That war is ongoing. Adopting uniforms based on those of the U.S. Army, conducting joint research with the military, and using surplus military aircraft after World War II and the Korean War, the Forest Service’s fire fighting machine expanded dramatically in the late 1950s and adopted a decidedly militaristic posture. Even the firefighting nomenclature invited comparisons to the battlefield: the person who directs the firefight is the “incident commander,” the first response is called the “initial attack.”  
“Fire was called 'the Red Menace,'” says Pyne. “That reinforces the sense that you are at war with fire—which was never the case and is a really, really bad idea.”
The Price of Smokey the Bear
Not all forest fires are bad. In fact, as many experts argue, over the last century, we haven't had nearly enough of them.
It's a counterintuitive view, but it's one that Pyne shares with most ecologists and forest researchers. The story goes like this: many ecosystems in the American west adapted to the regular presence of fire. Historically, when these fires burned through a forest, they ripped through the grass and brush. But, absent a more substantial fuel source, the fires would peter out before doing serious damage to the bigger trees. Enter the Forest Service in 1905 with its traditional strategy of fire suppression above all else and you get an unprecedented, century-long build up of fuel. 
And while the agency has modified its formal policy in recent years to allow for more “managed wildfire,” according to a report coauthored by one of the Service’s own research scientists, risk aversion and mismanagement within the agency has meant that policy on the ground has changed little. In the last decade, less than half of one percent of all fires have been allowed to burn. This policy, in concert with climate change, is a recipe for massive and massively destructive forest fires.
It's also a justification for the extensive use of airplanes, says Pyne. "When we have a universal policy that every fire is put out by 10 o'clock the next day, you're going to have to use aircraft heavily," he says. And that can get pretty expensive.
Since 1985, the Forest Service, along with the Bureau of Land Management, the Bureau of Indian Affairs, and the National Park Service, have collectively boosted spending on all fire suppression activities—both in the air and on the ground—by four-fold, from $533 million to over $2 billion.
Data: National Interagency Fire Center, inflation-adjusted to 2015 dollars.
There are a host of potential reasons for the spending surge—climate change, drought, fuel buildup, and the encroachment of human development into traditional wilderness areas—but whatever the cause, it has crowded out other potentially valuable investments in land management, research, recreation, and future fire prevention. According to a Forest Servicereport, 16% of the Forest Service's 1995 budget went to putting out fires. Last year, it was 52%.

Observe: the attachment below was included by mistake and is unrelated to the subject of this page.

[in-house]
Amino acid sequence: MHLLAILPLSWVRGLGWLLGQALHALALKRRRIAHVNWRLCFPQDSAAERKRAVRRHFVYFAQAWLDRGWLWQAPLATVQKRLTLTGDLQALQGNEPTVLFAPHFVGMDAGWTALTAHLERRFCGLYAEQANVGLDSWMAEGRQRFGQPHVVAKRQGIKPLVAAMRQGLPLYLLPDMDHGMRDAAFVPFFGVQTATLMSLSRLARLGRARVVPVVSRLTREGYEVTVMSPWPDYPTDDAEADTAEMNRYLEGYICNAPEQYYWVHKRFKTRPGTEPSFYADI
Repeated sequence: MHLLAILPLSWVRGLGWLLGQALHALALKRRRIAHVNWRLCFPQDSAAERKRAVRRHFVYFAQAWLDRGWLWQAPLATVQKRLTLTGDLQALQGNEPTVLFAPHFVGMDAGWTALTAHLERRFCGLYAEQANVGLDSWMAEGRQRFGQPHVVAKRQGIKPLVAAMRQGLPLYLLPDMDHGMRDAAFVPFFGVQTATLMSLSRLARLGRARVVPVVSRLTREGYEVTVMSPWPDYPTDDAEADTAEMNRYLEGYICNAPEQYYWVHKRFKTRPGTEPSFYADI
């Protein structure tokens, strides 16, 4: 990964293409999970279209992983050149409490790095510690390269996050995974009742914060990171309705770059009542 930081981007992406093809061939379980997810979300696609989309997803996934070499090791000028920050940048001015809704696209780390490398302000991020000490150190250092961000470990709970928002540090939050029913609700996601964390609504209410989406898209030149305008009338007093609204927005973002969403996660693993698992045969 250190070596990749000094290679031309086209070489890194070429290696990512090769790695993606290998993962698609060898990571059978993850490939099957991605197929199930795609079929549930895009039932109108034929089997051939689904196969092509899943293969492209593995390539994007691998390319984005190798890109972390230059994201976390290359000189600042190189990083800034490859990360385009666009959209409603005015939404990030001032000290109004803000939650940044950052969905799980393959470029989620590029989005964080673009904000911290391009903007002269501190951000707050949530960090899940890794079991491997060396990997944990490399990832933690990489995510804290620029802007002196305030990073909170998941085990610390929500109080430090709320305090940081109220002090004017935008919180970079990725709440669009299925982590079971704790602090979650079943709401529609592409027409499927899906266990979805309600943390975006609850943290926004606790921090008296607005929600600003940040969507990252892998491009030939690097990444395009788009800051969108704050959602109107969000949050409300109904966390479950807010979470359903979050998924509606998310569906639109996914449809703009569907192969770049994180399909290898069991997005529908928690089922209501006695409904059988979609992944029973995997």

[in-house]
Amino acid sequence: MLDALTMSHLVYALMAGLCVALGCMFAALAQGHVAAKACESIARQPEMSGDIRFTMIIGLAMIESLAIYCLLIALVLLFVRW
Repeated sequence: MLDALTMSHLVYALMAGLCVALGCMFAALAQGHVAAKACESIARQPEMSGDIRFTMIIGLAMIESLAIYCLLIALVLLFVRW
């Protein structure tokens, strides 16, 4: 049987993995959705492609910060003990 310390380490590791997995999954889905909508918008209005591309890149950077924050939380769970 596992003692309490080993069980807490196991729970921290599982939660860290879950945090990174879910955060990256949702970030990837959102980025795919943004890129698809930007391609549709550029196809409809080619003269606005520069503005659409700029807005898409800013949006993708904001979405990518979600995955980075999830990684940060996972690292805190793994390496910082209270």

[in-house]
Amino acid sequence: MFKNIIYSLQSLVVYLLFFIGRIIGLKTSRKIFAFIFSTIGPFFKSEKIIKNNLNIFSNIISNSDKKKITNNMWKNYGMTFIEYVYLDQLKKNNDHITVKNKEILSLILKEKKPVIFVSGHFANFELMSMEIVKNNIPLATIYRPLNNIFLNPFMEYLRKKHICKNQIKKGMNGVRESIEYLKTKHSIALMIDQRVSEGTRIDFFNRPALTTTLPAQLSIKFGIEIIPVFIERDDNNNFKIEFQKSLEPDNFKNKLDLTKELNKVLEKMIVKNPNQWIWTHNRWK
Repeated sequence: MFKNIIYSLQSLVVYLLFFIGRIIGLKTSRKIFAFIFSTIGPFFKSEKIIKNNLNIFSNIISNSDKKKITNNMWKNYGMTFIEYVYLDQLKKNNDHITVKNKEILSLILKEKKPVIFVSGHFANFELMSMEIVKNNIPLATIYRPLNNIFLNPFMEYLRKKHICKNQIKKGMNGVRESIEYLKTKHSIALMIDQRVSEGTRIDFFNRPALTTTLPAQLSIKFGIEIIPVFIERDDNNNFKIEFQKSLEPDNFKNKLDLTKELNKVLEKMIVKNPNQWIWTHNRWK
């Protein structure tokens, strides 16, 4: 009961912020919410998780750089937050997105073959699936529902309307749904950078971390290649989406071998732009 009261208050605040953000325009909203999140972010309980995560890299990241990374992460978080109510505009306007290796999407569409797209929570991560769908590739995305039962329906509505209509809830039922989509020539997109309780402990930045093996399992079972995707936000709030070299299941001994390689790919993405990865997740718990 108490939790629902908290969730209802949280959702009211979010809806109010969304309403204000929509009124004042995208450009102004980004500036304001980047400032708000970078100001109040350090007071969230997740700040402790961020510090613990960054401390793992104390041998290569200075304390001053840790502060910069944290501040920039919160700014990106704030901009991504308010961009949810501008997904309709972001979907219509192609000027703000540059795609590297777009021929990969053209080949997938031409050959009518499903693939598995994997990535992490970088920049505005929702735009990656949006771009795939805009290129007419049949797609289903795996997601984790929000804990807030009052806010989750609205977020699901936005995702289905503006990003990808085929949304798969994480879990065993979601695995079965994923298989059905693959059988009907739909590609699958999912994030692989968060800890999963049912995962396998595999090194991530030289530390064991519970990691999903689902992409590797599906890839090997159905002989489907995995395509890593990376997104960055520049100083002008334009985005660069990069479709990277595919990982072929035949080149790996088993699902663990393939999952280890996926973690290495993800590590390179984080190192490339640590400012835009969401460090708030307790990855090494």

Aerial firefighting makes up a sizable share of those costs. A 2009 report by the Government Accountability Office suggested that aviation activities claim up to one-third of all federal firefighting expenditure. Not surprisingly, the largest source of these aviation costs are associated with the aircraft themselves. In the case of the Forest Service, planes and helicopters are most often leased from private contractors, a group that Pyne half-jokingly refers to as members of a "fire-industrial complex...a set of lobbyists for more firefighting."
The high price tag on these aircraft might be worth the expense, if they were being put to use effectively. But evidence suggests that they are not.  
Speed and Access
First, let's start with a basic, if counterintuitive, fact: airplanes and helicopters rarely put out forest fires.
No matter how large an airplane and its liquid payload may seem from the ground (or on a TV screen), both are generally too small and their aim too imprecise to completely extinguish a serious conflagration. The effect is a bit like spitting on a campfire. 
Instead, these aircraft provide support to the ground crew. When a large plane dumps a cloud of red retardant at the site of a forest fire, it helps build a fireline by painting a flame resistant chemical cordon around the flames. Likewise, when a helicopter or a small scooper plane dumps water directly onto an inferno, it is doing so to tamp things down before firefighters on the ground can arrive to encircle the area with firebreaks.
Thus, the conventional wisdom in firefighting circles is that aviation resources should be used in the "initial attack," those first precious hours of a nascent wildfire's existence, in order to keep the conflagration in a holding pattern and buy time for the firefighters on the ground.
Matt Plucinski is one of the scientists who helped to make this wisdom conventional. In a series of papers published throughout the late 2000s, the bushfire research scientist at Australia's Commonwealth Scientific and Industrial Organization evaluated the effectiveness of airplanes and helicopters in various firefighting scenarios. According to his results, timing is everything.